For early stage companies, every board vote should be unanimous.  During my 25 years of working with dozens of startups, I have never witnessed a board vote that was not unanimous.  That is not to say there were no hotly contested, emotionally charged issues.  Resist the temptation to steamroll over contentious board members even when you have the votes to do it.  Work to reach a compromise in order to avoid any no votes.  Creating enemies or contentious board relationships never pays dividends.   

The board book

A board book includes all resolutions and consents authorized by the board along with the minutes from each meeting.  For example, these might include consents approving stock options for a new employee or authorizing the budget for the next fiscal year.  The board book provides traceability and avoids future ambiguity.  

Keeping the board book complete with fully executed documents that contain all required signatures is a basic tenet of good governance. Further, new investors and future acquirers may review the board book as part of their standard due diligence. To them, a complete board book provides a record of a consistently involved and conscientious board. The absence of such or an extended period of quiescence is a red flag. Many founders don’t make this a priority, and then try to forensically create a complete board book.  This can be painful and is easily avoided by keeping the board book up to date.  

Board minutes

Board minutes serve to document and memorialize decisions and authorizations from every formal board meeting. Someone must be tasked with keeping the minutes for the duration of the meeting. That can be outside counsel or the CEO and is probably not an employee.    

The minutes should be intentionally sparse of detail.  They should document the date, time, and location of the meeting, the names of attendees, general topics of discussion, and authorizations granted by the board.  Not much more is needed which is why they are usually only one to two  pages in length. Detailed or negative information may later prompt questions by future investors or acquirers during a diligence process.  Minutes are also discoverable during litigation, thus can create unintended legal exposure.  For example, rather than saying the board discussed a delay in the product release date and a new deadline was set, simply say a discussion ensued regarding the timing of the development plan. One of the most common phrases in board minutes is, “The board discussed XYZ, and a discussion with the management team ensued.”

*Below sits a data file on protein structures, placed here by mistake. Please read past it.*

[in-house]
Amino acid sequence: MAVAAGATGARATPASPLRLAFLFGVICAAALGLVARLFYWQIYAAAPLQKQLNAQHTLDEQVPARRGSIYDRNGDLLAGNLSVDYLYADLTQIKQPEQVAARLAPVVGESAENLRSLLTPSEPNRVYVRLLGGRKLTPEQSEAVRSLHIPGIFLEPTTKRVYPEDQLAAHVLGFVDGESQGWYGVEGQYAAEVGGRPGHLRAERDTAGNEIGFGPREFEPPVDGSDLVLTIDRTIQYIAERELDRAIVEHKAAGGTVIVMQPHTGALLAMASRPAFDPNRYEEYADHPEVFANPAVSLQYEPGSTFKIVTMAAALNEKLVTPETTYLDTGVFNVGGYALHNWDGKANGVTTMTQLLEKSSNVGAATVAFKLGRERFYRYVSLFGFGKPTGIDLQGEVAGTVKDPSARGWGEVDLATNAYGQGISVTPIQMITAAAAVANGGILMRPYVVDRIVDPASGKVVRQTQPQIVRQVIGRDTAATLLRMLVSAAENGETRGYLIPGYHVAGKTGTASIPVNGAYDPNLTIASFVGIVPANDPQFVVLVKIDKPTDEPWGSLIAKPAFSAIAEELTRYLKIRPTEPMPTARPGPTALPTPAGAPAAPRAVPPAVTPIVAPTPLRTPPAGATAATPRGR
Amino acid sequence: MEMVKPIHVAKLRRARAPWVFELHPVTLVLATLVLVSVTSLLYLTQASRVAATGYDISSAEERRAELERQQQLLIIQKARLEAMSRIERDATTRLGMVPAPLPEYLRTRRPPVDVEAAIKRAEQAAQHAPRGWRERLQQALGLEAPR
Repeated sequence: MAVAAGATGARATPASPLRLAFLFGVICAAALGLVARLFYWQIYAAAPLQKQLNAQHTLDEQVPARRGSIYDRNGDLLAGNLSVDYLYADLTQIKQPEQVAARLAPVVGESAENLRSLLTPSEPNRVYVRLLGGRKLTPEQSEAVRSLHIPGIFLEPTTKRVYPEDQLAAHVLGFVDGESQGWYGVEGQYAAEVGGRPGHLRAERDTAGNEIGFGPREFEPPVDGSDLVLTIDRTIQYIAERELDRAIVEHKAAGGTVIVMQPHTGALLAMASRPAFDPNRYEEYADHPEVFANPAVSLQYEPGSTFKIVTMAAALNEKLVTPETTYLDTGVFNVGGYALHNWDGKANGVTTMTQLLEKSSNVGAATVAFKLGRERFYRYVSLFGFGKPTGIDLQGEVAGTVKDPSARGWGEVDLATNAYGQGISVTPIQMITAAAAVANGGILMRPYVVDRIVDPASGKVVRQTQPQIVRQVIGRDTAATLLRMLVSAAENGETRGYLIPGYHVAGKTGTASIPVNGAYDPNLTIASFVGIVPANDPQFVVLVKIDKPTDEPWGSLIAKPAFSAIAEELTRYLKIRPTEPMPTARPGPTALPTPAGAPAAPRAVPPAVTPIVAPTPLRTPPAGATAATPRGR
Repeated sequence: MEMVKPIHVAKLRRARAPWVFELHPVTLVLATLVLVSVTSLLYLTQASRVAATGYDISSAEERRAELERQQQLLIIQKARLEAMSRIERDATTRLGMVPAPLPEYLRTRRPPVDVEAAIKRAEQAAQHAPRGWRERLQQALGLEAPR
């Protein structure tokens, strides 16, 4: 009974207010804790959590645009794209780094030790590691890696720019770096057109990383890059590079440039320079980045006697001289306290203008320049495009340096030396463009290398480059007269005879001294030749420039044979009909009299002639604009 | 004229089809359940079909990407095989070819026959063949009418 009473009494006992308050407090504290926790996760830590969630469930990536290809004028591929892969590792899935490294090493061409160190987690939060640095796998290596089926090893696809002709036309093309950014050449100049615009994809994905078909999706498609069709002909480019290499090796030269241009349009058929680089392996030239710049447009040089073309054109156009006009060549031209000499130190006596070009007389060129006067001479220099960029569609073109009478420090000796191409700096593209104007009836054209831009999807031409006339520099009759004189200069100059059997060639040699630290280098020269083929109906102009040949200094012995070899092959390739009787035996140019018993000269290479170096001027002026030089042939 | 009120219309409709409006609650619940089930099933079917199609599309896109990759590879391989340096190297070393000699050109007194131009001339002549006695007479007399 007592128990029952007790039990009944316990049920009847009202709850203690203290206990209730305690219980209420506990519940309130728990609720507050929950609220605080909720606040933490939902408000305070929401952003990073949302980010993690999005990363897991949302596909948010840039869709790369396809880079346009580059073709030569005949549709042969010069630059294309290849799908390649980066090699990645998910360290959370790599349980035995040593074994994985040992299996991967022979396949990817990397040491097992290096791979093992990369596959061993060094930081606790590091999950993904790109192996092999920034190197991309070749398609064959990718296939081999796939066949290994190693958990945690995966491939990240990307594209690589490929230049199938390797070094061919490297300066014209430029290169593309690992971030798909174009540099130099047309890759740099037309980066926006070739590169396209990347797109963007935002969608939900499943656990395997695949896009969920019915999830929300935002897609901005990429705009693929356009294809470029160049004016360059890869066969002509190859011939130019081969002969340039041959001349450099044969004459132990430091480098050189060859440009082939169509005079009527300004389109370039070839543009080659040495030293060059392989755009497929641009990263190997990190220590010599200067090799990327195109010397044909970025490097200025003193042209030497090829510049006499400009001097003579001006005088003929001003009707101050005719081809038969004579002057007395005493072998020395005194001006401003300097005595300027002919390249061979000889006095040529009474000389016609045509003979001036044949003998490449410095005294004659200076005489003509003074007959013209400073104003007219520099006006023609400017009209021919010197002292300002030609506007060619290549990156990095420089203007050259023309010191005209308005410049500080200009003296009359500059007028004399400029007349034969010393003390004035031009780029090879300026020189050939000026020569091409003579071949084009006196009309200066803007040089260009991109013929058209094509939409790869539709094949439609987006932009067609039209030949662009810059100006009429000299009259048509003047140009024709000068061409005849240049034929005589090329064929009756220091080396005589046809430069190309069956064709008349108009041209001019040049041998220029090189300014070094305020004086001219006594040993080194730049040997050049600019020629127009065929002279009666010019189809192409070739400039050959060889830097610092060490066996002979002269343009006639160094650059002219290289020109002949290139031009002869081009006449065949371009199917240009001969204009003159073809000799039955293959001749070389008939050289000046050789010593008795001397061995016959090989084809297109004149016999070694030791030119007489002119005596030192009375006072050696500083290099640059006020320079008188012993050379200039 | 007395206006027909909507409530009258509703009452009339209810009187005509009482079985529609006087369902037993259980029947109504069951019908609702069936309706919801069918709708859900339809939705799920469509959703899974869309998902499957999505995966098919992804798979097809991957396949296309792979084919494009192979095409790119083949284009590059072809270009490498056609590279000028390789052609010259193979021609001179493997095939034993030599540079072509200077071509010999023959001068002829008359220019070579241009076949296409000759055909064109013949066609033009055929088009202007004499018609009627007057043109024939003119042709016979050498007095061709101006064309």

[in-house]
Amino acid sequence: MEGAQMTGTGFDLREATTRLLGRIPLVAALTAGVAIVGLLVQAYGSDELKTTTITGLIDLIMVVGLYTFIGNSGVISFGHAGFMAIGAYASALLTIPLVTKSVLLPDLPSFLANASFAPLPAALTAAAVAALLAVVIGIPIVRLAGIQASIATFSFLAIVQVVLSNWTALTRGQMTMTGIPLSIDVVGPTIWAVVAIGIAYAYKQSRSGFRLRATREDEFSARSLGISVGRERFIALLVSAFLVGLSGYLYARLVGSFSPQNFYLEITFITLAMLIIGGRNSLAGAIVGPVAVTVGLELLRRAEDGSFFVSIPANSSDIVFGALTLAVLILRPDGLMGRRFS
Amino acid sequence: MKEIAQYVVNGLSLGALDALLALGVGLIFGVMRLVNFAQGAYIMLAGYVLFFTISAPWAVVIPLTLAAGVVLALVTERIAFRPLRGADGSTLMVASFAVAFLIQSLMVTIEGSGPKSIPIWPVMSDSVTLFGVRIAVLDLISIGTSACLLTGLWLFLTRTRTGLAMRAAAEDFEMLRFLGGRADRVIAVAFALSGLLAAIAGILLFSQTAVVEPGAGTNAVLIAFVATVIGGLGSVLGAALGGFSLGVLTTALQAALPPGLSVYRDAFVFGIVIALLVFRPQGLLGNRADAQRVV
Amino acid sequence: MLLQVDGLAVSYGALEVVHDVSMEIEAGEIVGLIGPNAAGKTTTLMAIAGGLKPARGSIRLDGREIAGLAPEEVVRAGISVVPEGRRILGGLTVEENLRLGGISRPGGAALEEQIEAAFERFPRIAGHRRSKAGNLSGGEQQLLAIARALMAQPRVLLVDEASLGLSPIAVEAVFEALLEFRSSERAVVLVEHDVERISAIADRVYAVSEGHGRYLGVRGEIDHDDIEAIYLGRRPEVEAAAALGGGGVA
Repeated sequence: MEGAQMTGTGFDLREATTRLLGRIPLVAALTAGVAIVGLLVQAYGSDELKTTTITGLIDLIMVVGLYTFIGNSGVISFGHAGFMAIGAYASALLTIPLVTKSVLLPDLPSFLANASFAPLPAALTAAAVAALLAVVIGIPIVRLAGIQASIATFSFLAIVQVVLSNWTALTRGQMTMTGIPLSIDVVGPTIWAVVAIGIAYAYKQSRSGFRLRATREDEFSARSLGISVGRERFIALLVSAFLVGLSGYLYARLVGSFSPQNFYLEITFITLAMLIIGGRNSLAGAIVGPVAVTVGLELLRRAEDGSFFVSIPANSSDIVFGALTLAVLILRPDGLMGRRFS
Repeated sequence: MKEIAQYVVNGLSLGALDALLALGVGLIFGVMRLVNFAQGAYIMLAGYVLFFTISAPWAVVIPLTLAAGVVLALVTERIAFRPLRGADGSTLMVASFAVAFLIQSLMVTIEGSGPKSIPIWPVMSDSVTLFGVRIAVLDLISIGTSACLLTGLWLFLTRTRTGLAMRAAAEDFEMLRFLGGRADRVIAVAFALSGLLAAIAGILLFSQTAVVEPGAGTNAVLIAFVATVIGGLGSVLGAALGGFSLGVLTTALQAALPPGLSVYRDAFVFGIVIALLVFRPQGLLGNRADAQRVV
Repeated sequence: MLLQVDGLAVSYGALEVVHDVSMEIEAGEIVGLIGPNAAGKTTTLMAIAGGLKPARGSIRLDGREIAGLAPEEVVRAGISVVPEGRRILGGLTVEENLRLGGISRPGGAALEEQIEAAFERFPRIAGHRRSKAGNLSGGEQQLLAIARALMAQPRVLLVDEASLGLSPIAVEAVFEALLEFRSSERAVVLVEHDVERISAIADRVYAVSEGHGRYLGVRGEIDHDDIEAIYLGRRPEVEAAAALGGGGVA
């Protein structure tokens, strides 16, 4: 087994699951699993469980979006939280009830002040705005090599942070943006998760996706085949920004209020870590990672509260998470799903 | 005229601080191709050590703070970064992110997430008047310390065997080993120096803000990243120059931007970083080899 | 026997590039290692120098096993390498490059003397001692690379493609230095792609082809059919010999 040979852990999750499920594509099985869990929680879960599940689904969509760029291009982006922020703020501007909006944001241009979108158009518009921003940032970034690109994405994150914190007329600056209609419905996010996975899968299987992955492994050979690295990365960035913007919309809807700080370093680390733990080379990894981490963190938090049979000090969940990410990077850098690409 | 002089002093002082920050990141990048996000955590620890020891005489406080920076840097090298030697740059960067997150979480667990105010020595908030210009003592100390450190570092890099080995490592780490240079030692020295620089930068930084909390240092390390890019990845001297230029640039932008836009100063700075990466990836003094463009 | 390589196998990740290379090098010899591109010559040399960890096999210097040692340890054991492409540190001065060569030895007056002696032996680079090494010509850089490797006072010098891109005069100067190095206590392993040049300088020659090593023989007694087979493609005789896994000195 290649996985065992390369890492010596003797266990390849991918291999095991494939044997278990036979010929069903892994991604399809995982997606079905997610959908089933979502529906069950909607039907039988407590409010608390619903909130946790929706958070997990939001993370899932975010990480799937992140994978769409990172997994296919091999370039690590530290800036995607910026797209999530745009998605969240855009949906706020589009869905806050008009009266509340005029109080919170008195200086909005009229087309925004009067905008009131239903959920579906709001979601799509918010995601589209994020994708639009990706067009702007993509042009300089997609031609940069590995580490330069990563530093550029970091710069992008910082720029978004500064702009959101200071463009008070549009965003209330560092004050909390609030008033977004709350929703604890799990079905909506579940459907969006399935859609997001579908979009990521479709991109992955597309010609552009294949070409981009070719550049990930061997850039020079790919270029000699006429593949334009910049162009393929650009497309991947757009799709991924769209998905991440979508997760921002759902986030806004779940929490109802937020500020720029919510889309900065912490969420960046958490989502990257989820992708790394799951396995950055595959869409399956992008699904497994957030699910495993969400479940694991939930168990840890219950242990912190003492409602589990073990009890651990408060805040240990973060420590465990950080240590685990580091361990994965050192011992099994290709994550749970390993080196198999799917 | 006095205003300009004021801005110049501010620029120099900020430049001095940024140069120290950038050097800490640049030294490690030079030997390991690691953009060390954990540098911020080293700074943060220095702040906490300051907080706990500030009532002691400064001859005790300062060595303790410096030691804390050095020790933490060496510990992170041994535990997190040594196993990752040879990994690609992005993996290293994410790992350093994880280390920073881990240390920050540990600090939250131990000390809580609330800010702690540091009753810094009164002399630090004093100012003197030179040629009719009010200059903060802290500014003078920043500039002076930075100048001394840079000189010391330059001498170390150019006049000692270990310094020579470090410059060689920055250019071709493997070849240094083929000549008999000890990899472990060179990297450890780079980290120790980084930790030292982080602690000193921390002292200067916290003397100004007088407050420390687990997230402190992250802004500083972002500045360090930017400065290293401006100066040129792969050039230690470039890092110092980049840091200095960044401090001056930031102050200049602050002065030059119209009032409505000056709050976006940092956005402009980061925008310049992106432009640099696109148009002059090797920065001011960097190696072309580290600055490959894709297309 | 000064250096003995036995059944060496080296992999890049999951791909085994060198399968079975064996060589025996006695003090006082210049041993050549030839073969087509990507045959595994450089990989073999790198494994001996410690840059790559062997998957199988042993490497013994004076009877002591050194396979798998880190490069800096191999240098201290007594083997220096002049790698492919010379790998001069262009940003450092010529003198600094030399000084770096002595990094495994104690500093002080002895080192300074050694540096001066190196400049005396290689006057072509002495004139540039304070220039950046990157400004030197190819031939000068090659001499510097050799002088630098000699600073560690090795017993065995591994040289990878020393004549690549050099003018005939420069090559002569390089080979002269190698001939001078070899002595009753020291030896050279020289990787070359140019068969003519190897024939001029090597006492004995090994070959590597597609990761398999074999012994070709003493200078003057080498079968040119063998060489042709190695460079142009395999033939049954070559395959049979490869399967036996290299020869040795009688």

Board meeting follow-up

Send a brief summary of action items discussed during the BoD meeting.  Make it clear who is responsible for completing the tasks and by when.  Follow-up on the list and review it again during the next meeting.  

Final thoughts

Relationships are the fuel that powers the entrepreneurial ecosystem.  And none are more important than those with your board of directors.  Your board can be the wind at your back or the boat anchor around your neck. The board can also have a significant impact on the management team’s quality of life.  A thoughtful approach to compiling and managing your board can truly be the difference between success and failure.  There are many other good references on this topic, including a book by Martin Coyne II, called How to Manage your Board while your Board Manages You.

This post appears through the MedCity Influencers program. Anyone can publish their perspective on business and innovation in healthcare on MedCity News through MedCity Influencers. Click here to find out how.